Planet of the Apes - Last Frontier
Last Frontier marks the first Planet of the Apes game since 2003, and the first based within the new era of Apes movies, which makes it all the more frustrating that it’s painful to slog through. Come inside for my full thoughts.
When Planet of the Apes: Last Frontier was first announced, I was pretty excited. Coupling with Andy Serkis’ own Motion Capture studio, Last Frontier, promised (and mostly delivers) stunning visual effects to bring the apes to life much like they are on the big screen. It’s a neat idea, but the end result is far from engaging.
The premise of the game is simple, as you play through a story that takes place/fills the gap between Dawn of the Planet of the Apes and War for the Planet of the Apes. You’ll “play” (I use the term loosely) on both the ape and human side. The Apes are a splinter tribe that left Caesar’s group after the fallout of Koba, while the humans are struggling to survive on a settlement on the outskirts of a mountain.
Though unaware of the larger conflict brewing between Apes and Humans, the coming of winter (and scarcity of food) inevitably finds these two stories converging. The idea is solid, and the character work isn’t bad, though nowhere near the emotional level of the movies, but the overall execution of the game is pretty awful.
While it’s visually impressive, there isn’t much else to enjoy about it. The entirety of the game is about making choices, and in that way it's similar to a Telltale game, but manages to be even less interactive. Pretty much all you do is flick the joystick/D-pad to the right or left in order to choose the dialog option you want. That's all you get, two choices; there's no dialog tree, or branching narratives, so all you're doing is picking the cutscene you're going to see next.
Later on in the game, you get the slightly more interactive action button, but that serves the same purpose, and you're still limited to two choices. You can either hit the button to trigger an action, or you don't. The only difference is this pair of choices comes with a timer. Essentially, what you're getting is a (roughly) 3-hour choose your own adventure movie. I've never been a fan of these kinds of games, but even Telltale games feel more like a traditional game than what you're presented with in Last Frontier. What you're given is the bare minimum of input on the story.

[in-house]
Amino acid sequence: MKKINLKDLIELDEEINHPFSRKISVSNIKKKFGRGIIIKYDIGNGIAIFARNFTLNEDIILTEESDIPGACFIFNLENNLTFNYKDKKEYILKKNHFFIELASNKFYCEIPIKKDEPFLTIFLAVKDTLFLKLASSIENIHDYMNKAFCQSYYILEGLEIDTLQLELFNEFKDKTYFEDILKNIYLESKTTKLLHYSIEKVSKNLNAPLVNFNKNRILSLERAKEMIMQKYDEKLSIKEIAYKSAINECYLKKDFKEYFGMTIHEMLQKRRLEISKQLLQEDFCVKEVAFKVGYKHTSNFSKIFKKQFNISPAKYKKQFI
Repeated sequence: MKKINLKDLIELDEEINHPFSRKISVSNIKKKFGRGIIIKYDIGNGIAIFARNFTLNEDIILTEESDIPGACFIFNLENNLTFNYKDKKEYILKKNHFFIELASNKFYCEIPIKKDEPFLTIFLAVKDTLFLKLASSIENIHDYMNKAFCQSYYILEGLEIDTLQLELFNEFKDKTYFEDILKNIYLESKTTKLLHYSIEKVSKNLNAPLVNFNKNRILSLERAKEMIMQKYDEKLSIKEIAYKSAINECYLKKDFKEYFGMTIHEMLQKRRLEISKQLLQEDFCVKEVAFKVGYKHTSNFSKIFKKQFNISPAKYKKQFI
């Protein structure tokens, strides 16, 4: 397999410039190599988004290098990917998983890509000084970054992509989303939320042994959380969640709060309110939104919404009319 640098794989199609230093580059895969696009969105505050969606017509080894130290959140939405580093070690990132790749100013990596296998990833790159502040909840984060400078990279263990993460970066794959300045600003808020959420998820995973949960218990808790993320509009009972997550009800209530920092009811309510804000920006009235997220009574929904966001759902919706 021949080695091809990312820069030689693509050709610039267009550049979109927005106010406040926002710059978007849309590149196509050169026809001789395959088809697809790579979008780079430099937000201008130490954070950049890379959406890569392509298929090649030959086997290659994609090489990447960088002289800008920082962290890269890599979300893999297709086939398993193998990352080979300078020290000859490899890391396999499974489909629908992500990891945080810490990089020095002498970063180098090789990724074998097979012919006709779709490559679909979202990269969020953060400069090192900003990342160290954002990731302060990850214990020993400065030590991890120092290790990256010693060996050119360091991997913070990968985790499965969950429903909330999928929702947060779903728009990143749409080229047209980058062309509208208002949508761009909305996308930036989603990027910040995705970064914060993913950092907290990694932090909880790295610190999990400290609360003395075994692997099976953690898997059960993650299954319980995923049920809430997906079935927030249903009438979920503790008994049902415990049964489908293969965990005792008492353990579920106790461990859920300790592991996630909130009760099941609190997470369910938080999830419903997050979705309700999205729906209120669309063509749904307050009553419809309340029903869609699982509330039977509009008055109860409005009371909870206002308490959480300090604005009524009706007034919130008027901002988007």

Even with the focus being entirely on your decision, the choices you make rarely feel like they have any significant impact. The game's conclusion ultimately comes down to one of three options. The apes win, the humans win, they find a way to co-exist. That's about it, and in regards to the ending you ultimately get, it feels clear only a handful of choices affect this outcome. The rest of the choices you're faced with feel like they're only in place to provide a break to feel like you're doing something other than watching a movie.
This wouldn't be so terrible if the story involved was a bit more interesting. I'm a pretty big fan of Planet of the Apes, and have been almost as long as I've been a Star Wars fan (though not to the same degree), but even I found it difficult to stay engaged with the story. Ultimately, you're just bored most of the time, and with your only real interaction being limited to picking between two basic options, there isn't much reason to slog through it.
If this wasn't bad enough, the game suffers from some technical issues as well. The Apes look good for the most part (some of the background ones look horrible), but the human animations are stiff and wonky. When scenes shift, or even cut to another angle, there's often a stutter/jump that throws everything off. It's slight, and only last for a second, but it's enough to kill any sort of immersion you may have. Another odd glitch is that the tutorial text that told me how to make my choices at the beginning of the game (moving the joystick side-to-side) never went away. They remained perpetually on the bottom of the screen all the way till the end.